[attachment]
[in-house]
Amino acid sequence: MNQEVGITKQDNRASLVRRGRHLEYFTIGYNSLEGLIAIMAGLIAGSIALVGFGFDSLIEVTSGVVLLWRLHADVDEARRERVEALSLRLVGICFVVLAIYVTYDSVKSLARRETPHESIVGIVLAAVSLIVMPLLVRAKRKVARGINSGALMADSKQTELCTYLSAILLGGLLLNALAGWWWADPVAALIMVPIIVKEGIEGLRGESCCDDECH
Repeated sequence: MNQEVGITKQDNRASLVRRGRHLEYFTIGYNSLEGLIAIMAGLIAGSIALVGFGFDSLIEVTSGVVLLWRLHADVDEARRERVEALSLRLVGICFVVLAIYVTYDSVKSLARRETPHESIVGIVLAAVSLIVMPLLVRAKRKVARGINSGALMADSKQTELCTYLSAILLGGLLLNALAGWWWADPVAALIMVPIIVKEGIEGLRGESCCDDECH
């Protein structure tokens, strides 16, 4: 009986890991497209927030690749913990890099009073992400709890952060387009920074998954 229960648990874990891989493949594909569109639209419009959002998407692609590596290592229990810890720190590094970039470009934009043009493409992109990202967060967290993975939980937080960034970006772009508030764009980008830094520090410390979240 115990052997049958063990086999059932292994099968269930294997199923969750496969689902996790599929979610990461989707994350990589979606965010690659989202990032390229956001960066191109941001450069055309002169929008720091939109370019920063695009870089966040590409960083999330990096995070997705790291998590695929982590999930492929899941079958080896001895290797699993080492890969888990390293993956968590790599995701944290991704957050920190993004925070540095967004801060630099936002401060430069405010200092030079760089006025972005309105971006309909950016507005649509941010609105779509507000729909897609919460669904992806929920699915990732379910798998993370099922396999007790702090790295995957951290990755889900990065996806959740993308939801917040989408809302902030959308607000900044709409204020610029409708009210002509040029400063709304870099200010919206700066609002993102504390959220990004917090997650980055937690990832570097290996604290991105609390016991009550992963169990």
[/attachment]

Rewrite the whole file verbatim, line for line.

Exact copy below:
[in-house]
Amino acid sequence: MNQEVGITKQDNRASLVRRGRHLEYFTIGYNSLEGLIAIMAGLIAGSIALVGFGFDSLIEVTSGVVLLWRLHADVDEARRERVEALSLRLVGICFVVLAIYVTYDSVKSLARRETPHESIVGIVLAAVSLIVMPLLVRAKRKVARGINSGALMADSKQTELCTYLSAILLGGLLLNALAGWWWADPVAALIMVPIIVKEGIEGLRGESCCDDECH
Repeated sequence: MNQEVGITKQDNRASLVRRGRHLEYFTIGYNSLEGLIAIMAGLIAGSIALVGFGFDSLIEVTSGVVLLWRLHADVDEARRERVEALSLRLVGICFVVLAIYVTYDSVKSLARRETPHESIVGIVLAAVSLIVMPLLVRAKRKVARGINSGALMADSKQTELCTYLSAILLGGLLLNALAGWWWADPVAALIMVPIIVKEGIEGLRGESCCDDECH
């Protein structure tokens, strides 16, 4: 009986890991497209927030690749913990890099009073992400709890952060387009920074998954 229960648990874990891989493949594909569109639209419009959002998407692609590596290592229990810890720190590094970039470009934009043009493409992109990202967060967290993975939980937080960034970006772009508030764009980008830094520090410390979240 115990052997049958063990086999059932292994099968269930294997199923969750496969689902996790599929979610990461989707994350990589979606965010690659989202990032390229956001960066191109941001450069055309002169929008720091939109370019920063695009870089966040590409960083999330990096995070997705790291998590695929982590999930492929899941079958080896001895290797699993080492890969888990390293993956968590790599995701944290991704957050920190993004925070540095967004801060630099936002401060430069405010200092030079760089006025972005309105971006309909950016507005649509941010609105779509507000729909897609919460669904992806929920699915990732379910798998993370099922396999007790702090790295995957951290990755889900990065996806959740993308939801917040989408809302902030959308607000900044709409204020610029409708009210002509040029400063709304870099200010919206700066609002993102504390959220990004917090997650980055937690990832570097290996604290991105609390016991009550992963169990």